What we need to do to avoid this scenario is continue to push for alternate connections to prevent this from being a realistic possibility.

Posted by: staticvars | February 5, 2011 9:38 AM | Report abuse

NO NO NO NO NO NO NO NO NO NO!!!!!!!

With every step we take toward tyranny, we come one more step closer to tyranny. We are already under a level of constant surveillance that Joseph Stalin would have lusted after in his wettest dreams. Our travel is restricted. Our speech is perceived to be constrained by our employers. We are subject to searches whenever we go out of doors, and our homes can be searched under the flimsiest suspicions.

Some day we will awaken and find ourselves checkmated, indeed if we are not already. We now have only the barest illusion of liberty and democracy in the United States, and if we get too uppity we evidently will see even that illusion taken from us.

I find it interesting that self-styled "libertarians" tend to favor Republicans. It is Republicans who have taken our real liberties from us, systematically and deliberately.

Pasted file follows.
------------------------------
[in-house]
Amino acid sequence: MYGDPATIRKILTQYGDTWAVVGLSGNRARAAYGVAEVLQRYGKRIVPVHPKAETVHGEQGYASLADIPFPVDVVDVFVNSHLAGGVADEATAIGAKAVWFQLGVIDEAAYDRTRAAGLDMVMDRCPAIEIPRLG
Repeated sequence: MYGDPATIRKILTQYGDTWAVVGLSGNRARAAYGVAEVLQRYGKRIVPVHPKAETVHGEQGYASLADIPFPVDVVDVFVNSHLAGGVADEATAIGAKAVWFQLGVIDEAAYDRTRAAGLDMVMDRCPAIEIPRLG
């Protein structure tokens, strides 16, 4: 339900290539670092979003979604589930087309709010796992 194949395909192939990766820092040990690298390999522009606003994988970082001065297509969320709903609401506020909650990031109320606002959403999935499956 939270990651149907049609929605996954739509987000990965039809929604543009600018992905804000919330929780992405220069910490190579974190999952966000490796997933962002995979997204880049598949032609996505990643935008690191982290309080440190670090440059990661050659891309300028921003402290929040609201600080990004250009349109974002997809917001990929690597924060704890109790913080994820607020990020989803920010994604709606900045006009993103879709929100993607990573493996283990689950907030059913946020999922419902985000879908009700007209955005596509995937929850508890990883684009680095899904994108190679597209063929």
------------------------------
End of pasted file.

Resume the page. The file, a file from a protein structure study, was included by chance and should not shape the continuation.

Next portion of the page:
Posted by: FergusonFoont | February 5, 2011 9:56 AM | Report abuse

Nobody called me into a Capitol Hill hearing to speak my thoughts, so here it is.

1. When the US Government gets involved in the communicatons, it treads softly on the First Amendment tot he US Constitution.

2. The Internet, is not a "utility," therefore regulation is absurd.

3. Since the Internet is made up primarily of private entities and since most domains are belong to private individuals, a "Kill Switch" may be allowed for government domains, but not private ones.

4. Around 1999, we had the "Lovebug" virus floating around and private enterprise was able to keep it under control and eliminate it. The Feds didn't really start picking up the pieces until three months after the incident surfaced.

5. People have the power to turn their machines off. Having government take control is censorship.